Scientists are improving the process of turning hard-to-recycle plastic waste into fuel

UNIVERSITY PARK, Pennsylvania — Turning plastic waste into useful products through chemical recycling is one strategy to address the growing problem of plastic pollution on Earth. A new study could improve the ability of a method, called pyrolysis, to process difficult-to-recycle mixed plastics – such as multi-layered food packaging – and generate fuel as a byproduct, the scientists said.

Pyrolysis involves heating plastic in an oxygen-free environment, causing the materials to break down and creating new liquid or gaseous fuels in the process. Current commercial applications, however, operate below the scale needed or can only handle certain types of plastics, the scientists said.

“We have a very limited understanding of pyrolysis of mixed plastics,” said Hilal Ezgi Toraman, assistant professor of energy engineering and chemical engineering at Penn State. “Understanding the interaction effects between different polymers during advanced recycling is very important as we try to develop technologies that can recycle real plastic waste.”

Scientists performed co-pyrolysis of two of the most common types of plastic, low-density polyethylene (LDPE) and polyethylene terephthalate (PET), along with different catalysts to study the interaction effects between plastics. They found that a catalyst could be a good candidate for converting mixed LDPE and PET waste into valuable liquid fuels. Catalysts are materials added to pyrolysis that can aid the process, such as inducing plastic to break down selectively and at lower temperatures.

“This type of work can allow us to provide guidance or suggestions to industry,” said Toraman, who is a Virginia S. and Philip L. Walker Jr. faculty member in the Department of Energy and Mineral Engineering. of the John and Willie Leone family in Penn. State. “It is important to find out what kind of synergies exist between these materials during advanced recycling and what kinds of applications they may be suitable for before scaling up.”

The plastics, LDPE and PET, are commonly found in food packaging, which often consists of layers of different plastic materials designed to keep produce fresh and safe, but are also difficult to recycle with traditional processes because the layers must be separated , which is an expensive process.

“If you want to recycle them, you basically have to separate those layers and maybe do something with the unique streams,” Toraman said. “But pyrolysis can handle it, so it’s a very important option. It is not easy to find such a technique that can accept this disorderly complexity of these different plastic materials.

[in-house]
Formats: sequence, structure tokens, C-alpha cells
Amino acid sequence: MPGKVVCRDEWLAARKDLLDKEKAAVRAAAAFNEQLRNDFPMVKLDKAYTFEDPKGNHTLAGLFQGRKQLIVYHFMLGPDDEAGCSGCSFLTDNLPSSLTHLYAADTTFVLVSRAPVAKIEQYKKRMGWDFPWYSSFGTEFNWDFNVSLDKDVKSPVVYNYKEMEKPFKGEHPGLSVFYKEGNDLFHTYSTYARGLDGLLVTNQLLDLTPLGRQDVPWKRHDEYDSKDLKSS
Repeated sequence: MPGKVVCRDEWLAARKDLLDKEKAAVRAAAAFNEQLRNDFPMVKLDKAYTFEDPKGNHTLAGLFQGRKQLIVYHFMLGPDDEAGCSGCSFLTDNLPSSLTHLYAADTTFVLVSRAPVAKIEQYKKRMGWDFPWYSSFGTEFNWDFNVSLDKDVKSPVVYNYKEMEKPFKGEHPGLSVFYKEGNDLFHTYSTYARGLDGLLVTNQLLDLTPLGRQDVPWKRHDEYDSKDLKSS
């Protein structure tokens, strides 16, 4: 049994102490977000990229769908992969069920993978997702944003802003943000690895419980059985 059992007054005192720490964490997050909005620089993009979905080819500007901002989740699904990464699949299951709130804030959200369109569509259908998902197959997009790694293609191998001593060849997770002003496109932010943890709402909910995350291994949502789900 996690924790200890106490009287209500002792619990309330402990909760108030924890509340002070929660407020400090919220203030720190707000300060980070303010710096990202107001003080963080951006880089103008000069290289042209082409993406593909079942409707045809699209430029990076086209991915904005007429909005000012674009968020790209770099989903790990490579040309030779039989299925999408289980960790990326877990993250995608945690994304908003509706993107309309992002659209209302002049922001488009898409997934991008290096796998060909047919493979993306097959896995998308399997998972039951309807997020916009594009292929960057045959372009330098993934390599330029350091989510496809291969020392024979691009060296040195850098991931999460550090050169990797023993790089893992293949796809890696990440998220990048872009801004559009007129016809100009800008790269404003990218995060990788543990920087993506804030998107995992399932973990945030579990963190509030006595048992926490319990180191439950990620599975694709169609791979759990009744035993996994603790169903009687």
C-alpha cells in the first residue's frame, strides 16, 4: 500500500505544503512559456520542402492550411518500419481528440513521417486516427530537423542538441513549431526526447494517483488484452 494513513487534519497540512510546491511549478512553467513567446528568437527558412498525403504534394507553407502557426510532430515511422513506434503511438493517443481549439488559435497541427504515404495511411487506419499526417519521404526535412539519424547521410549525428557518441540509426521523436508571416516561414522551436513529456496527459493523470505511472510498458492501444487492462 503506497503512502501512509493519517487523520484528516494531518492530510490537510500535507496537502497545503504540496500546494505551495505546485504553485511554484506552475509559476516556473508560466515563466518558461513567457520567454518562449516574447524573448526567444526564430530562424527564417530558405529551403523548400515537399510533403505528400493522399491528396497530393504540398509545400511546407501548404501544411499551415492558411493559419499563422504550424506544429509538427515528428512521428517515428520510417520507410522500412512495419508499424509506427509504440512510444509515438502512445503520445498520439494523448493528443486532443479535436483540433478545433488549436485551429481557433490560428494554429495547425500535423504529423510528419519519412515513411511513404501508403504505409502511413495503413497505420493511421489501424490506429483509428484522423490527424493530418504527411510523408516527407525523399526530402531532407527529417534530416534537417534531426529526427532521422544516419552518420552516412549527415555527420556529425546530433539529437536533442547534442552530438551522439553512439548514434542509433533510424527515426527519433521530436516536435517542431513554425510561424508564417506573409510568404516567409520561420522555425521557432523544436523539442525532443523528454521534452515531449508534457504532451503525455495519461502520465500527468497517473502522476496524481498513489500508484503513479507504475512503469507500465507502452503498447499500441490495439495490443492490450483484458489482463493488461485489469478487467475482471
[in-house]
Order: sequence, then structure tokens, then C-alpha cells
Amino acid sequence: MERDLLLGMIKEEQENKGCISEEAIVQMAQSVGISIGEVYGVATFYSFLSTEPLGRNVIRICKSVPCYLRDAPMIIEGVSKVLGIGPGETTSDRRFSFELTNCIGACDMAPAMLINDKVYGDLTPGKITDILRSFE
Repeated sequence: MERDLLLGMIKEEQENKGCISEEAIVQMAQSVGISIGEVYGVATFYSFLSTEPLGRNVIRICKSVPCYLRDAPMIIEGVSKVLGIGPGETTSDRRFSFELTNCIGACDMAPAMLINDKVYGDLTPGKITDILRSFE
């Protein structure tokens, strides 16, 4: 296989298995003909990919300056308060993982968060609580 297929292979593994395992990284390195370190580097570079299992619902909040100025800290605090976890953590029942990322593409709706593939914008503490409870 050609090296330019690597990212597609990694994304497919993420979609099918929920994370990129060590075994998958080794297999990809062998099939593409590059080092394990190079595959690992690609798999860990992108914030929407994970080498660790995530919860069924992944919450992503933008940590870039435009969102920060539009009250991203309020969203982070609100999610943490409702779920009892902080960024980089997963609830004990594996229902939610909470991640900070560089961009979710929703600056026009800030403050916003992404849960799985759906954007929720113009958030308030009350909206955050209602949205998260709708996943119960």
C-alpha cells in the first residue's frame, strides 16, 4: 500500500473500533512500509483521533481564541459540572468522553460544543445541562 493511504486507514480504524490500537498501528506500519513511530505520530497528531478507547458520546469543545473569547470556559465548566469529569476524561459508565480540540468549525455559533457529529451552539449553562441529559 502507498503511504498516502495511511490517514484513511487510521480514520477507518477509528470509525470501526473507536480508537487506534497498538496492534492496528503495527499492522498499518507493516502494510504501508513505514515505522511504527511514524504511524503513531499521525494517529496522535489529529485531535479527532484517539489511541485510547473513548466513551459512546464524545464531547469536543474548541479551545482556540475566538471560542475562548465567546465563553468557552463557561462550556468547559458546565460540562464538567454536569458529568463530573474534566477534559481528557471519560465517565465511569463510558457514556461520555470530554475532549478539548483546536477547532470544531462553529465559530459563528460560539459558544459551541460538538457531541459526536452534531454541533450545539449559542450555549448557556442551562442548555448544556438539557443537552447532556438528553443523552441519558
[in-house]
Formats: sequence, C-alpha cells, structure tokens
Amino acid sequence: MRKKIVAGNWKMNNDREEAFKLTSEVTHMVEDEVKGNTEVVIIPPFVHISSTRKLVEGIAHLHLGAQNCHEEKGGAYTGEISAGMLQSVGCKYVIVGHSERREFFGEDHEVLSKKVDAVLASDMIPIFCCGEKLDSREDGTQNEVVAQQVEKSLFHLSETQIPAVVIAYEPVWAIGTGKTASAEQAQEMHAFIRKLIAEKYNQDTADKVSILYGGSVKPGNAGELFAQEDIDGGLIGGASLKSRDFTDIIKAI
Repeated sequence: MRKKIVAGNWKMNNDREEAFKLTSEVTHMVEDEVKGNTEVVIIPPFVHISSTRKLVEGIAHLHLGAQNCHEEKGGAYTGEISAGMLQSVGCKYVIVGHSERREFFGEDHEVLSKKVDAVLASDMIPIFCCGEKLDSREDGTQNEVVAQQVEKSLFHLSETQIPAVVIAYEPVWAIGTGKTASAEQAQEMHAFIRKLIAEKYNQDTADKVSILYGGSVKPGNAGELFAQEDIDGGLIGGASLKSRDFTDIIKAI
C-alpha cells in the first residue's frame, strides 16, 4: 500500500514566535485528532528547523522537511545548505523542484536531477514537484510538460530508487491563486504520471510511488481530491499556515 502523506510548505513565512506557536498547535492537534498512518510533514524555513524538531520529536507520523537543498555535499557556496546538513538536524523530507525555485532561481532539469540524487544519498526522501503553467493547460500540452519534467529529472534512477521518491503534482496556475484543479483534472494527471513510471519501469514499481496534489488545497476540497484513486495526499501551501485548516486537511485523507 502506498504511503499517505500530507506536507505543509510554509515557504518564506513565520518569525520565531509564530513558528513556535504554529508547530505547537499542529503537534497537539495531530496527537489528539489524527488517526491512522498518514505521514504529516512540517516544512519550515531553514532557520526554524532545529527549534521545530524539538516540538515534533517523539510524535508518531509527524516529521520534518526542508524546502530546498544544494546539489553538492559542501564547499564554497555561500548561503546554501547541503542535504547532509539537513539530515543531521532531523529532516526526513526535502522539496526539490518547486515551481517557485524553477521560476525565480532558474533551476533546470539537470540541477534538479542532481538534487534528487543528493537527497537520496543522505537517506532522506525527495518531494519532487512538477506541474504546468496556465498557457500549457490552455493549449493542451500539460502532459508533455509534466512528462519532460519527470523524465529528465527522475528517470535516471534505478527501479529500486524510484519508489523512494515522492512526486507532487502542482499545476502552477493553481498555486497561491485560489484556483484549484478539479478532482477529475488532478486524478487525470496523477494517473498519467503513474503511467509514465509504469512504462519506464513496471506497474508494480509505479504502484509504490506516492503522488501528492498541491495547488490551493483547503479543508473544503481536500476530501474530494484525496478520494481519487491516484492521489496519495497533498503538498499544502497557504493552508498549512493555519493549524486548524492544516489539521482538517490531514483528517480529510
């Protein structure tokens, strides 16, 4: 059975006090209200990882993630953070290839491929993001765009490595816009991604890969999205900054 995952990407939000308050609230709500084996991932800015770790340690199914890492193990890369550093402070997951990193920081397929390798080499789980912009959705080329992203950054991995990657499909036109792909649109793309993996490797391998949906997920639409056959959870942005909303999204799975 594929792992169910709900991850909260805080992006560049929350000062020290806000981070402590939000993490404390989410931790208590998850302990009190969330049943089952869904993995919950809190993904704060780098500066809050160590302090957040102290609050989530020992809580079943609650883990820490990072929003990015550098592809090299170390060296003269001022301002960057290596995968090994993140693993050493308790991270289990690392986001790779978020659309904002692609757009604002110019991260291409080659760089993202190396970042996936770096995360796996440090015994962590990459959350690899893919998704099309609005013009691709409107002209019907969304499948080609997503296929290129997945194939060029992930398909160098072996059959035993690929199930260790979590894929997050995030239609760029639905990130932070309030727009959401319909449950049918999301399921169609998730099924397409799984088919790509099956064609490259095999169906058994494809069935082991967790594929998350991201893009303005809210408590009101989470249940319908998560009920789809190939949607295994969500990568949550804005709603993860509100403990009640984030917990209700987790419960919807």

The first step in developing new commercial pyrolysis processes relies on a better mechanistic understanding of how dynamic mixtures of plastic waste break down and interact, the scientists said.

The scientists performed pyrolysis on LDPE and PET separately and together and observed interaction effects between the two polymers when tested with each of the three catalysts they used. The scientists reported the findings in the journal Reaction Chemistry & Engineering.

“We’ve seen products that can be very good candidates for gasoline application,” Toraman said.

The team also developed a kinetic model capable of accurately modeling the interaction effects observed during the co-pyrolysis of LDPE and PET with each of the catalysts. Kinetic models attempt to predict the behavior of a system and are important for better understanding why reactions occur.

Toraman’s research group focuses on performing experiments under well-defined and well-controlled conditions to understand the interaction effects during advanced recycling of mixed plastics and the corresponding reaction mechanisms.

“Systematic and fundamental studies on understanding reaction pathways and developing kinetic models are the first steps towards process optimization,” Toraman said. “If we don’t have our kinetic models correct, our reaction mechanisms accurately, then if we scale up for pilot plants or full-scale operations, the results won’t be accurate.”

Toraman said she hopes the research will lead to greater environmental responsibility in the recovery, processing and use of Earth’s resources.

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